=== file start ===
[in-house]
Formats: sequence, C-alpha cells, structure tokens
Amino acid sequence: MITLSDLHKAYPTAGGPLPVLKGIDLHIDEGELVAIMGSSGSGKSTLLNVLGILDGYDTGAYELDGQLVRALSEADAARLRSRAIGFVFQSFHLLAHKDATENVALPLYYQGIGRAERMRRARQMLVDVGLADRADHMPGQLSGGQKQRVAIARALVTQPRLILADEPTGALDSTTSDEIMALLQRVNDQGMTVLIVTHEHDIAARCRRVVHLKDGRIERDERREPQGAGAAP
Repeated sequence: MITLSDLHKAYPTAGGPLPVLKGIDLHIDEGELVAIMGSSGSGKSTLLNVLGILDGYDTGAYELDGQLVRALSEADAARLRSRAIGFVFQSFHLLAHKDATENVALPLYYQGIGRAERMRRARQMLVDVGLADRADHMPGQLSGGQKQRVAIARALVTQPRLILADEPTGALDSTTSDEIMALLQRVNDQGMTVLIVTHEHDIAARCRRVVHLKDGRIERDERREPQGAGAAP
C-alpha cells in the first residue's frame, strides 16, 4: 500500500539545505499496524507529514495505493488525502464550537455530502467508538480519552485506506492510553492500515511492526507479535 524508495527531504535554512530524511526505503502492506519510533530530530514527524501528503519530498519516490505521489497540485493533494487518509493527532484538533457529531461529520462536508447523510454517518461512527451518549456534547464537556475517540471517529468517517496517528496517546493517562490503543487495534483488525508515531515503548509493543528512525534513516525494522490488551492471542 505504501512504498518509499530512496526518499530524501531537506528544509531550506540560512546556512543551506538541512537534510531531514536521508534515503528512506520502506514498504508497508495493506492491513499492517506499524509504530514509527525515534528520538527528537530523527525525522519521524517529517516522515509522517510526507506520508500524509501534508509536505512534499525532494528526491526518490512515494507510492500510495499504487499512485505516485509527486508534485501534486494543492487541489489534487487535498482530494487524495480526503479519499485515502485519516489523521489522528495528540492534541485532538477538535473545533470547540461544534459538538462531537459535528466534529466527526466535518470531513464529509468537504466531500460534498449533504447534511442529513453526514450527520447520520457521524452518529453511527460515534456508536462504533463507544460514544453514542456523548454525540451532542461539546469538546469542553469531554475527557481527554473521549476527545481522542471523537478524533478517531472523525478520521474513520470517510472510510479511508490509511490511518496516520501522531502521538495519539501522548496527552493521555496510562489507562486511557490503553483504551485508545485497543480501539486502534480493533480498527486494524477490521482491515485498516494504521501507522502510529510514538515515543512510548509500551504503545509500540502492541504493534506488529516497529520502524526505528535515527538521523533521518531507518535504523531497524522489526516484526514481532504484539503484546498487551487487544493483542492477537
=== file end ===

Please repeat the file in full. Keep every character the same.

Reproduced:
[in-house]
Formats: sequence, C-alpha cells, structure tokens
Amino acid sequence: MITLSDLHKAYPTAGGPLPVLKGIDLHIDEGELVAIMGSSGSGKSTLLNVLGILDGYDTGAYELDGQLVRALSEADAARLRSRAIGFVFQSFHLLAHKDATENVALPLYYQGIGRAERMRRARQMLVDVGLADRADHMPGQLSGGQKQRVAIARALVTQPRLILADEPTGALDSTTSDEIMALLQRVNDQGMTVLIVTHEHDIAARCRRVVHLKDGRIERDERREPQGAGAAP
Repeated sequence: MITLSDLHKAYPTAGGPLPVLKGIDLHIDEGELVAIMGSSGSGKSTLLNVLGILDGYDTGAYELDGQLVRALSEADAARLRSRAIGFVFQSFHLLAHKDATENVALPLYYQGIGRAERMRRARQMLVDVGLADRADHMPGQLSGGQKQRVAIARALVTQPRLILADEPTGALDSTTSDEIMALLQRVNDQGMTVLIVTHEHDIAARCRRVVHLKDGRIERDERREPQGAGAAP
C-alpha cells in the first residue's frame, strides 16, 4: 500500500539545505499496524507529514495505493488525502464550537455530502467508538480519552485506506492510553492500515511492526507479535 524508495527531504535554512530524511526505503502492506519510533530530530514527524501528503519530498519516490505521489497540485493533494487518509493527532484538533457529531461529520462536508447523510454517518461512527451518549456534547464537556475517540471517529468517517496517528496517546493517562490503543487495534483488525508515531515503548509493543528512525534513516525494522490488551492471542 505504501512504498518509499530512496526518499530524501531537506528544509531550506540560512546556512543551506538541512537534510531531514536521508534515503528512506520502506514498504508497508495493506492491513499492517506499524509504530514509527525515534528520538527528537530523527525525522519521524517529517516522515509522517510526507506520508500524509501534508509536505512534499525532494528526491526518490512515494507510492500510495499504487499512485505516485509527486508534485501534486494543492487541489489534487487535498482530494487524495480526503479519499485515502485519516489523521489522528495528540492534541485532538477538535473545533470547540461544534459538538462531537459535528466534529466527526466535518470531513464529509468537504466531500460534498449533504447534511442529513453526514450527520447520520457521524452518529453511527460515534456508536462504533463507544460514544453514542456523548454525540451532542461539546469538546469542553469531554475527557481527554473521549476527545481522542471523537478524533478517531472523525478520521474513520470517510472510510479511508490509511490511518496516520501522531502521538495519539501522548496527552493521555496510562489507562486511557490503553483504551485508545485497543480501539486502534480493533480498527486494524477490521482491515485498516494504521501507522502510529510514538515515543512510548509500551504503545509500540502492541504493534506488529516497529520502524526505528535515527538521523533521518531507518535504523531497524522489526516484526514481532504484539503484546498487551487487544493483542492477537